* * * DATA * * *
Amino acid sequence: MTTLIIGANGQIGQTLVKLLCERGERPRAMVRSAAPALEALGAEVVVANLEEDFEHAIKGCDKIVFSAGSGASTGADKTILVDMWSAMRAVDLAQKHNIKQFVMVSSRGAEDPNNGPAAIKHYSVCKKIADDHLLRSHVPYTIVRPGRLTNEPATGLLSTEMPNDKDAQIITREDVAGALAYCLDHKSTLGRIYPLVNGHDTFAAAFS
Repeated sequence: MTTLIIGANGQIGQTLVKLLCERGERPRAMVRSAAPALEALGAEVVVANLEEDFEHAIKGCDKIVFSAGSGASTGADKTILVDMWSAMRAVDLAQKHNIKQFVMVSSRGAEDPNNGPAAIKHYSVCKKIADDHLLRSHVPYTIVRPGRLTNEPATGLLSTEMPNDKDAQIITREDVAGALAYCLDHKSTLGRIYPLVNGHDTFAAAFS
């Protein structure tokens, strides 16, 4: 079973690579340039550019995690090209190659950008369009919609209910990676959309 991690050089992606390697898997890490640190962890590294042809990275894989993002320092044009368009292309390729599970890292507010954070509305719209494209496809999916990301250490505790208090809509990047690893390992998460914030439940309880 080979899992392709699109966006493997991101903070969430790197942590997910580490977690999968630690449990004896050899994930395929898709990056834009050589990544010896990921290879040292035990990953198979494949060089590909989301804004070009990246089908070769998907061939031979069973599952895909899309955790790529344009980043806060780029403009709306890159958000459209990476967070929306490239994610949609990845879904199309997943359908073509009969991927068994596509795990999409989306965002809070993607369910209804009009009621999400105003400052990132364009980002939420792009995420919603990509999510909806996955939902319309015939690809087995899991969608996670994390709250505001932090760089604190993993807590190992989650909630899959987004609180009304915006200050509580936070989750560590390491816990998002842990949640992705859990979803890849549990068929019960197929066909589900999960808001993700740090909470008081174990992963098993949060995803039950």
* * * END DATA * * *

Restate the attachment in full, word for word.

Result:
Amino acid sequence: MTTLIIGANGQIGQTLVKLLCERGERPRAMVRSAAPALEALGAEVVVANLEEDFEHAIKGCDKIVFSAGSGASTGADKTILVDMWSAMRAVDLAQKHNIKQFVMVSSRGAEDPNNGPAAIKHYSVCKKIADDHLLRSHVPYTIVRPGRLTNEPATGLLSTEMPNDKDAQIITREDVAGALAYCLDHKSTLGRIYPLVNGHDTFAAAFS
Repeated sequence: MTTLIIGANGQIGQTLVKLLCERGERPRAMVRSAAPALEALGAEVVVANLEEDFEHAIKGCDKIVFSAGSGASTGADKTILVDMWSAMRAVDLAQKHNIKQFVMVSSRGAEDPNNGPAAIKHYSVCKKIADDHLLRSHVPYTIVRPGRLTNEPATGLLSTEMPNDKDAQIITREDVAGALAYCLDHKSTLGRIYPLVNGHDTFAAAFS
């Protein structure tokens, strides 16, 4: 079973690579340039550019995690090209190659950008369009919609209910990676959309 991690050089992606390697898997890490640190962890590294042809990275894989993002320092044009368009292309390729599970890292507010954070509305719209494209496809999916990301250490505790208090809509990047690893390992998460914030439940309880 080979899992392709699109966006493997991101903070969430790197942590997910580490977690999968630690449990004896050899994930395929898709990056834009050589990544010896990921290879040292035990990953198979494949060089590909989301804004070009990246089908070769998907061939031979069973599952895909899309955790790529344009980043806060780029403009709306890159958000459209990476967070929306490239994610949609990845879904199309997943359908073509009969991927068994596509795990999409989306965002809070993607369910209804009009009621999400105003400052990132364009980002939420792009995420919603990509999510909806996955939902319309015939690809087995899991969608996670994390709250505001932090760089604190993993807590190992989650909630899959987004609180009304915006200050509580936070989750560590390491816990998002842990949640992705859990979803890849549990068929019960197929066909589900999960808001993700740090909470008081174990992963098993949060995803039950």